Four friends and I took the hour-long drive up to New Hampshire on November 4th. We canvassed for a day and woke up at 4am the morning after to arrive early to Concord – a city that would be considered fairly small in most contexts, but has seen about as much political might roll through as the UN these past few months, due to its electoral influence. This time, President Obama himself took the stage.
The experience itself was a lot of fun, but something about the president’s rhetoric seemed different. Below is an excerpt from the speech:
You know, the folks at the very top of this country, they don’t need a champion in Washington. They’ll always have a seat at the table. They’ll always have access and influence. That’s the way things work. We understand that. The people who really need a champion are the Americans whose letters I read late at night after I come up from the Oval Office, the men and women that I meet on the campaign trail.
The laid-off paper mill worker who’s retraining at the age of 55 for a new career in a new industry — she needs a champion. The restaurant owner who’s got great food, but needs a loan to expand and the bank has turned him down — he needs a champion.
The cooks and the waiters and the cleaning staff working overtime at a Vegas hotel, trying to save enough to buy a first home or send their kid to college — they need a champion. (Applause.) The autoworker who got laid off, thought the plant was going to close and then got called back, and now is filled with pride and dignity, building a great car — he needs a champion.
That teacher in an overcrowded classroom with outdated textbooks, digging into her own pocket to buy school supplies, and not always getting the support that she needs, but knowing every day she might reach that one child and make all the difference in that child’s life — she needs a champion.
All those kids in inner cities and small farm towns, in the valleys of Ohio, the rolling Virginia hills, the streets of Concord — kids dreaming of becoming scientists or doctors or engineers or entrepreneurs or buisnesspeople or teachers or diplomats or even a President — they need a champion in Washington.
They don’t have lobbyists. The future never has as many lobbyists as the vested interests in the status quo. But it’s the dreams of those children that will be our saving grace.
This is different from 2008, in one way more than others. In 2008, we were going to change the country. We were the change we wanted to see in the world, and we comprised were the engine of progress that America needed. The president still uses that rhetoric in his campaign today – in fact, in Concord he let slip that he was merely a “prop” for his energetic 25-year-old campaign workers, and in turn was merely a representation of the energy of voters, “we” – but the excerpt quoted above portrays a much different view of the presidency. President Obama was casting himself as a “champion”; a protector of the vulnerable and crusader for the weak.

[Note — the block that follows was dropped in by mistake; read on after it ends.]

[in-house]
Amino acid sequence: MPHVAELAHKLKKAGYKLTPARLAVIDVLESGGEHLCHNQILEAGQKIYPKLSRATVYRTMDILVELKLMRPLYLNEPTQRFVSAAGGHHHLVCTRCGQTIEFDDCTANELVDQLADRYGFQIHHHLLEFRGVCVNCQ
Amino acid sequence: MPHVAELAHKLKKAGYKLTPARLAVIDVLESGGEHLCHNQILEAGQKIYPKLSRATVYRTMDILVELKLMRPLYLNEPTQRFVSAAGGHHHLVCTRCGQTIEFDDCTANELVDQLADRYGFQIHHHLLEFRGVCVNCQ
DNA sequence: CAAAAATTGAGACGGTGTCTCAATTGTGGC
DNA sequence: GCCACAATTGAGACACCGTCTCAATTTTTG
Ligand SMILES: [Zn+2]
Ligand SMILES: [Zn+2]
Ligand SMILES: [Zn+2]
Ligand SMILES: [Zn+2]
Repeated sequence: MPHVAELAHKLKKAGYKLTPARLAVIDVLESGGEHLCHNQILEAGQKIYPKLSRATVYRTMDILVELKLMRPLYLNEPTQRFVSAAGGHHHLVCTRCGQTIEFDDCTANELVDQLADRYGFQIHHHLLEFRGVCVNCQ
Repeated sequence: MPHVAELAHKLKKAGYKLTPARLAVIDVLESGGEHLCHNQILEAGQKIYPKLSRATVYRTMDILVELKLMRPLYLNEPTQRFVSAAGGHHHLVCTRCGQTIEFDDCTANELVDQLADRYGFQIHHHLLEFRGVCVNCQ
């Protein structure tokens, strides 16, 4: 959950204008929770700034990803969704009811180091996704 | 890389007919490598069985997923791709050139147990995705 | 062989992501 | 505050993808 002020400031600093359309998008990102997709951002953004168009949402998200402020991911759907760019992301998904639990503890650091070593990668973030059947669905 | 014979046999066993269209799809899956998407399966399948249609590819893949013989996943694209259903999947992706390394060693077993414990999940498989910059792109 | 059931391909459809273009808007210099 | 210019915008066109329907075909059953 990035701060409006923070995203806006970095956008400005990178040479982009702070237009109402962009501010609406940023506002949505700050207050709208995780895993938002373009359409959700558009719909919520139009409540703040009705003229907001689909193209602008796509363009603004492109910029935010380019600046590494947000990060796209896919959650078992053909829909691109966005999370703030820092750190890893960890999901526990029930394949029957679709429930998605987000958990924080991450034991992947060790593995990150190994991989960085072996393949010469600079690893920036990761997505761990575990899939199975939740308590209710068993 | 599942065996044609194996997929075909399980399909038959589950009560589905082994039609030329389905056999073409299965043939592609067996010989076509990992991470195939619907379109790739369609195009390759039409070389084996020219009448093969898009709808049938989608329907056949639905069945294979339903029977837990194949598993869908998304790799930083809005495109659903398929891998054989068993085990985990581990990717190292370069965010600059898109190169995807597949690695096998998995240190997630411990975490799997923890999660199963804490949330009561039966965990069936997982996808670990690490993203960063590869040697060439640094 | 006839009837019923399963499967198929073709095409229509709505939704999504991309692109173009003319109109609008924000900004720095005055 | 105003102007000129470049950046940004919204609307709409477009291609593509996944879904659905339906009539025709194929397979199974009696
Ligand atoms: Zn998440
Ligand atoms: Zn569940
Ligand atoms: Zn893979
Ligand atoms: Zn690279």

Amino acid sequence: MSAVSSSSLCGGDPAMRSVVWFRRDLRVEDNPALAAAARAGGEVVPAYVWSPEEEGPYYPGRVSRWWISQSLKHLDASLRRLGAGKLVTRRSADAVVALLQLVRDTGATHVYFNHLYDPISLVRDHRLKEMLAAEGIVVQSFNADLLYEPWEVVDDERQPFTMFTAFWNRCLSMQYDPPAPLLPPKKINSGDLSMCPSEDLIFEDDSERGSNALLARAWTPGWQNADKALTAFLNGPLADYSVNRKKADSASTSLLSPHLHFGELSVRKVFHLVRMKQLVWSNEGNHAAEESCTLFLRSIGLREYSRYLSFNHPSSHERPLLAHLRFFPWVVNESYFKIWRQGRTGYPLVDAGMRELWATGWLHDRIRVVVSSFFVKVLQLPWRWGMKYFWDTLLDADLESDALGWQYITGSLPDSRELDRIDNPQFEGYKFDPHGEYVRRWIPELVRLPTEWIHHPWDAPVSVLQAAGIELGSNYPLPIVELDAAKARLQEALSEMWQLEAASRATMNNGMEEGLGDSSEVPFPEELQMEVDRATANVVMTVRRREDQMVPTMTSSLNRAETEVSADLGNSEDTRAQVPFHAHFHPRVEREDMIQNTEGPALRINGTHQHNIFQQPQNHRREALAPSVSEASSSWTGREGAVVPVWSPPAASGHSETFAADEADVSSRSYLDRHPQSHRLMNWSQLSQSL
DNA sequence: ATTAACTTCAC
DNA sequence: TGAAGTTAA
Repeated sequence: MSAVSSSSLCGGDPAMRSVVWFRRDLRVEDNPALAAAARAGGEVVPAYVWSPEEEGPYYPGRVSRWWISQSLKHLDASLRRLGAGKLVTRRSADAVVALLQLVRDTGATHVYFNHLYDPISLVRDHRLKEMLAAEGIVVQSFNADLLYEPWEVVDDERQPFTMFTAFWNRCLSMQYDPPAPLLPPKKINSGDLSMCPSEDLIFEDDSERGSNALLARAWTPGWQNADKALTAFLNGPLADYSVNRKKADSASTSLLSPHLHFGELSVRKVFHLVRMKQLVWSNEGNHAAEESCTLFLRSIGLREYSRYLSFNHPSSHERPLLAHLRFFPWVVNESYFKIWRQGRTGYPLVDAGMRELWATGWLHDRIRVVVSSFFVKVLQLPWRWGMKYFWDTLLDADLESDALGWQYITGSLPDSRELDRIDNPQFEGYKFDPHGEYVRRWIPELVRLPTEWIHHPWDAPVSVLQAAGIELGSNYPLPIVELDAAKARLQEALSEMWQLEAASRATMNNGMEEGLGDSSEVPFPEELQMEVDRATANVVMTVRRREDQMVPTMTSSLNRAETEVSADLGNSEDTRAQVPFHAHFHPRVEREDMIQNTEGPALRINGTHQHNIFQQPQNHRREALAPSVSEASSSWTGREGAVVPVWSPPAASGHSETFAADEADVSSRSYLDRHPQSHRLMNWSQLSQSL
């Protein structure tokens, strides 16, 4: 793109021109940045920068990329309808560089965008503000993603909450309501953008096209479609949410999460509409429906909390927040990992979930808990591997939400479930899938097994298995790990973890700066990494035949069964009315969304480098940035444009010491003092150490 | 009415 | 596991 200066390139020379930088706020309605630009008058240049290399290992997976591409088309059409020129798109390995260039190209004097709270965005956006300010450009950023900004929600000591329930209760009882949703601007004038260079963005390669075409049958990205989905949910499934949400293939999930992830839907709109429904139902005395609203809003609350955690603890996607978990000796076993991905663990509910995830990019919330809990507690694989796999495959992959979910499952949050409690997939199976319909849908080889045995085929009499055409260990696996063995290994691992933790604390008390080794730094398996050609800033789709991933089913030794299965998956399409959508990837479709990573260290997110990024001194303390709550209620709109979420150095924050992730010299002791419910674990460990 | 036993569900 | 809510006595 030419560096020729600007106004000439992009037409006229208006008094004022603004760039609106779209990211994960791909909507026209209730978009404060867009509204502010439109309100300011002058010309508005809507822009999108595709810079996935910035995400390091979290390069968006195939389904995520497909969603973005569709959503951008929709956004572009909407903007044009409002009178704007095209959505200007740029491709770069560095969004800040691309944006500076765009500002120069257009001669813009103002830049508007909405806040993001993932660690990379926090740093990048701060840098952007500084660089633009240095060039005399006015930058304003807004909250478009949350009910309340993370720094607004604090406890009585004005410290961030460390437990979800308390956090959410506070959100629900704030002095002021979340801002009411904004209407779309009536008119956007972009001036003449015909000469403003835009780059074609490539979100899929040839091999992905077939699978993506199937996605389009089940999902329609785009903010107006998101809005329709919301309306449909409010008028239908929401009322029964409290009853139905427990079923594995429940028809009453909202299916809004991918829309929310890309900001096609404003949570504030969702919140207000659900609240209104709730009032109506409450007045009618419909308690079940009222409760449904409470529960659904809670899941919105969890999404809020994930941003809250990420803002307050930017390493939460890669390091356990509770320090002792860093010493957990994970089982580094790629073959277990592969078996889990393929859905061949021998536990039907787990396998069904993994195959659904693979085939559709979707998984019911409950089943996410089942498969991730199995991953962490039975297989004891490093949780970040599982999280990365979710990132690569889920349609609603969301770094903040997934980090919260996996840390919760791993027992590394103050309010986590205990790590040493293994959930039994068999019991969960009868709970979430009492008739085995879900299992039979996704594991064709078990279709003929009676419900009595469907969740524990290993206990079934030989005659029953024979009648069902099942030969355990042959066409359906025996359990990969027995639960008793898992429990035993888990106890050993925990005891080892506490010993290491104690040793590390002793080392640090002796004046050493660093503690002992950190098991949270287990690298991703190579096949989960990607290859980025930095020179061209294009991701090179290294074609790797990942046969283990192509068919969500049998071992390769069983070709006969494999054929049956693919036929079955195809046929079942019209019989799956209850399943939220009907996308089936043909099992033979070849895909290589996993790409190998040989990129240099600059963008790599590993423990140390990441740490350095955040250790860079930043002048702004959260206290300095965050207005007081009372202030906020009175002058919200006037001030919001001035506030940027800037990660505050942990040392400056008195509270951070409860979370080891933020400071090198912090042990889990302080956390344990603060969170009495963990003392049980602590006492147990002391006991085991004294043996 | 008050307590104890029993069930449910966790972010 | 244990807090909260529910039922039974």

Douglas Brinkley characterized Obama as a “Progressive Firewall” and the “Curator-in-Chief of the New Deal,” in a recent Rolling Stone interview. This implied acquiescence to the Past seems, at the very least, off-message with Obama’s 2012 campaign (and at the most, a misguided characterization of his administration thus far). It’s more clear that the President’s speech implied a movement from “we” to “he,” that seems fitting after four years in office. The president, or so he projected, has finally mastered the learning curve of the Oval Office and is ready to wield his power as chief advocate, rather than chief representative, of the middle class.This shift in attitude lends itself to a new view of President Obama, one much closer to the Noblesse Oblige Democrats represented in the Kennedy or Roosevelt clans – groups already successful in society that pursued politics as a duty to those less fortunate, as opposed to elected officials who rose from within the ranks of the “everyman,” such as Truman or Carter.
At the start of his campaign, Barack Obama’s youth and life experiences placed him squarely between identifying as one of his young, headstrong supporters and identifying as their leader. Four years of the Oval Office seem to have cleared up any misconception: the president is the voice for a movement, not just the voice of a movement.
Maybe I’m reading too much into a few lines in his speech. Maybe it’s been too long since I’ve attended a political event, and I’ve forgotten that the excitement of a moment can hyper-sensitize anyone to the subtleties of rhetoric. But I know what made this speech stick out, at least for me: The president mentioned “the cooks, and the wait staff, and the cleaning staff working overtime in some Vegas hotel trying save enough to buy a first home or send their kids to college.”
That’s exactly who Robert Kennedy fought for. It’s who he died fighting for, at the Ambassador Hotel in Los Angeles. There ought always to be an empty seat in the White House for the spirit of Robert Kennedy. Maybe the president has filled it.
Photo Credit: answers.com